4. What’s your favourite water sports activity?

I started SCUBA diving four years ago and fell in love as soon as I hit the water. Entering the water to me feels like I’m entering a different planet. Although coral reefs are an incredibly noisy place, there is an amazing sense of peace and tranquillity here.

5. What tips would you give to any new snorkellers?

Enjoy it! Relax and look around you, wherever you swim here there is always marine life. Remember to appreciate the nature and to keep awareness of your surroundings. Make sure to not kick or stand on the reef and to avoid touching or disturbing the marine life.

6. What’s the best sunset spot on the island?

Definitely at the beach bar! Every sunset is different, but each is incredible. The sky often turns pink and red and reflects off the ocean.

7. You’ve worked in some interesting locations before coming to the Maldives, from Scotland to Kenya to the Red Sea. What’s the most interesting marine creature you’ve encountered on your travels?

I’ve had some magical experiences with an octopus I became familiar with in Kenya. Initially it was wary of me, and would hide away. However, after weeks of surveys at the same site, it gradually became more comfortable with me and would come out of its den to see what I was up to.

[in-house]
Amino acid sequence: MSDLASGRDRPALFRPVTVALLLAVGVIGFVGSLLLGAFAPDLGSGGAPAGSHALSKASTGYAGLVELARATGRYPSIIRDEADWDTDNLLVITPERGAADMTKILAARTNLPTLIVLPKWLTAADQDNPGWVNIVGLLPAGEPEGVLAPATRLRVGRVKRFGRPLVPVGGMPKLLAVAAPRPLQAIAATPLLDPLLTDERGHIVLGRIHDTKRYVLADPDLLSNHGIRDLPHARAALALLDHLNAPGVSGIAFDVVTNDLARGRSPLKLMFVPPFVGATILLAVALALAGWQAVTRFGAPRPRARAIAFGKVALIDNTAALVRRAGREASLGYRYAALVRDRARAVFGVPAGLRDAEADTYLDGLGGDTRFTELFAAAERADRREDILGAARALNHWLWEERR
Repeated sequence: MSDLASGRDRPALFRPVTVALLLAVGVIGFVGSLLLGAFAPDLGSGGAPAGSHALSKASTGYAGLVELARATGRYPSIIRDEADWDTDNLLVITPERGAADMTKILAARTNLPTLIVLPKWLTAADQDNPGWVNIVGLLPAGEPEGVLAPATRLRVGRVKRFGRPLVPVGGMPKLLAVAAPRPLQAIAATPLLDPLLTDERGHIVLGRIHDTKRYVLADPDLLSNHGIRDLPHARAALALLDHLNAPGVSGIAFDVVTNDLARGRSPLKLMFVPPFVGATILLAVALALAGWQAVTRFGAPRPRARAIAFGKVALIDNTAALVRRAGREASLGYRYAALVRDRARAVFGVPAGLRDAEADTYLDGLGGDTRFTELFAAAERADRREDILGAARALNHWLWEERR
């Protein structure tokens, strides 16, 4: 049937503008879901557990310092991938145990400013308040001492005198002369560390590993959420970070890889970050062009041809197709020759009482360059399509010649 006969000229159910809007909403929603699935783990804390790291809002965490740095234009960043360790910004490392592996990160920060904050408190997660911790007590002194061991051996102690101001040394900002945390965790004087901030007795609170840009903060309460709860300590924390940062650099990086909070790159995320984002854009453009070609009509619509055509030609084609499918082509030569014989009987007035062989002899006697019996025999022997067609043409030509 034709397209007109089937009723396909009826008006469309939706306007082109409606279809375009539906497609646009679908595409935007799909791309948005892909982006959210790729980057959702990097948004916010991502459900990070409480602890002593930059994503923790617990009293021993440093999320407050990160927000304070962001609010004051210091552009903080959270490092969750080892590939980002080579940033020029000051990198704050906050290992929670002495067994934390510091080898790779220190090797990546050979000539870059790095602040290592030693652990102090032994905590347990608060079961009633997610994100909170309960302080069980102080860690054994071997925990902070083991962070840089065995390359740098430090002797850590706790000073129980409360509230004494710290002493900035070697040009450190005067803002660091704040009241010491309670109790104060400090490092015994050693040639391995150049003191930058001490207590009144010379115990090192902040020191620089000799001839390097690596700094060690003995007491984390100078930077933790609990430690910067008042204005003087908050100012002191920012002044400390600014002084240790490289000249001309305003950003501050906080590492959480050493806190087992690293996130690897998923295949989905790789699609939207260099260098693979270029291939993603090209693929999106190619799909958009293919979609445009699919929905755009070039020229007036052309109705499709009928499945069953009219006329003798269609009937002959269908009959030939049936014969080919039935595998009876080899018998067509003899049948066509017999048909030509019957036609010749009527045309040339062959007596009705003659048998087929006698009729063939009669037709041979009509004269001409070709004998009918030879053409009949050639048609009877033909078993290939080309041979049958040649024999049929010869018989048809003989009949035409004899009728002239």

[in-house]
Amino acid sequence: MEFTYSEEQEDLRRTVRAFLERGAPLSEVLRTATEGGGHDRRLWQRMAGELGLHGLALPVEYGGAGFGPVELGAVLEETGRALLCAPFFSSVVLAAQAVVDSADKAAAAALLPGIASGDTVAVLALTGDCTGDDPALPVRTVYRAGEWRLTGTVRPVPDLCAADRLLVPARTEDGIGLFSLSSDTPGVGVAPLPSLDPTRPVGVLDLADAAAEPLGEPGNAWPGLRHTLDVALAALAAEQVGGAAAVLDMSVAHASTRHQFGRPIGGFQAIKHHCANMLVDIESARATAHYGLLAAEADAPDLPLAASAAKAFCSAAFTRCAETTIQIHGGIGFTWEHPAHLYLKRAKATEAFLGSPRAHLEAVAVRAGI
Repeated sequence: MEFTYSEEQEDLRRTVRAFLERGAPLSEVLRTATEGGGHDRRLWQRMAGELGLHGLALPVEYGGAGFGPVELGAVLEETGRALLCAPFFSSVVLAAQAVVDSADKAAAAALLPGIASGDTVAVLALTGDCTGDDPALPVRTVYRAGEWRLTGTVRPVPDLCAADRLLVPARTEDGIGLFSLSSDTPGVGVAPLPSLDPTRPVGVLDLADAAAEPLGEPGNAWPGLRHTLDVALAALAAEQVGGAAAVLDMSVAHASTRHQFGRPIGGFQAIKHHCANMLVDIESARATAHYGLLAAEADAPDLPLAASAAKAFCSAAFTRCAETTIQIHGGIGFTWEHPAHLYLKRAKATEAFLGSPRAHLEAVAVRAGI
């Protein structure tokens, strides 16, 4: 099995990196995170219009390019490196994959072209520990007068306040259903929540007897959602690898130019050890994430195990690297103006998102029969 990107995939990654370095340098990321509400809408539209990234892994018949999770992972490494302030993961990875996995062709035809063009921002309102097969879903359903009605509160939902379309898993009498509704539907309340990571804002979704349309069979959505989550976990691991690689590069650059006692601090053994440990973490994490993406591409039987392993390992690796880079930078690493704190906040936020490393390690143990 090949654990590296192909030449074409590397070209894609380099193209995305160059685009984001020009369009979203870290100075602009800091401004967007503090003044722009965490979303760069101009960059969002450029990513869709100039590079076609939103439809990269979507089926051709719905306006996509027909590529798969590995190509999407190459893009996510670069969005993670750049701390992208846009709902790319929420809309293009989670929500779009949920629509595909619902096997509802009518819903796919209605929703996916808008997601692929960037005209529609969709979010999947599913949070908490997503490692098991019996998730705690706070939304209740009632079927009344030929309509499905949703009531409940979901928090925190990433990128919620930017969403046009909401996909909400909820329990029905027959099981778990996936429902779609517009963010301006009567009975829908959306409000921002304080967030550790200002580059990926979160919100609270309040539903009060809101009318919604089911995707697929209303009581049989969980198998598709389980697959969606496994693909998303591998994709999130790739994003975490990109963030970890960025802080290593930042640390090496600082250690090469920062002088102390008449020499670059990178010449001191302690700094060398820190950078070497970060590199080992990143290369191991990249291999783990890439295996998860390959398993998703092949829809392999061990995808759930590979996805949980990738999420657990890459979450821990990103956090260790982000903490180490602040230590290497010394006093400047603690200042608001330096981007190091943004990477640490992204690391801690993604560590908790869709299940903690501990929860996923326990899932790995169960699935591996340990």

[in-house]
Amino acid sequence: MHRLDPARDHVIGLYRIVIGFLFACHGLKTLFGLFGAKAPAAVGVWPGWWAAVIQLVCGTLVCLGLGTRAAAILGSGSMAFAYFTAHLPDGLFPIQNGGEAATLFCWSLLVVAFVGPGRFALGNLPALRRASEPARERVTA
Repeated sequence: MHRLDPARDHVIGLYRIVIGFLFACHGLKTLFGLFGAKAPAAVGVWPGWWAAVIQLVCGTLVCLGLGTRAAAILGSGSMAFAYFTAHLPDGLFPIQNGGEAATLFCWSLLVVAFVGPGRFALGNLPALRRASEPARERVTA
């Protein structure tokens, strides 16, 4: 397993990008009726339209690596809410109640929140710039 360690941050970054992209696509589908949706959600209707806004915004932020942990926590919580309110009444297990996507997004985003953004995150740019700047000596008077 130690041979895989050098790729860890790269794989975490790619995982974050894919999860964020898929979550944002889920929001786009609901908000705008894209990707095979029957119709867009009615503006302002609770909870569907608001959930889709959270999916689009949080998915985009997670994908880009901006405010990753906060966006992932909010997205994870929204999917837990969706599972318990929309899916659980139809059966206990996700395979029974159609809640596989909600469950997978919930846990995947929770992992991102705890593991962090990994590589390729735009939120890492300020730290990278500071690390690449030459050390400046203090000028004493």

8. A tricky question for anyone living here in Baa Atoll – manta rays or whale sharks?

Mantas! I just love how graceful and playful they are when gliding through the water. If you respect them and give them their space, it’s amazing to see how curious they become with snorkelers. I always advise snorkelers to stay 3m away from the mantas, however they may come a lot closer to us than this! Many times I have been circled or have one of these gentle giants swim right underneath me. It is always a memorable experience. That being said, I definitely wouldn’t mind coming across a whale shark or two….

9. Coco Palm Dhuni Kolhu is famous for being a green sea turtle nesting site. What should guests do if they see a turtle nest?

Let us know! Along with the Olive Ridley Project team, we will be on call for any signs of turtle nesting. If you come across a sea turtle on the beach in the nesting process, it is important to not disturb her! Torch lights and loud sounds could result in the turtle not laying eggs. Nests are monitored regularly here and we collect data on the nest and hatchlings.

10. What new marine biology projects are you looking forward to working on at Coco Palm Dhuni Kolhu?

I look forward to experimenting with new artificial reef designs to develop the coral restoration program here. Different frame shapes attract different marine life and I am excited to see where this project goes and what marine life will become residents!

11. And finally, 3 words to describe Coco Palm?

Peaceful, natural and unique

Next time, we’ll meet the Marine Educator at Coco Bodu Hithi so stay tuned!

Categories: People Coco Cares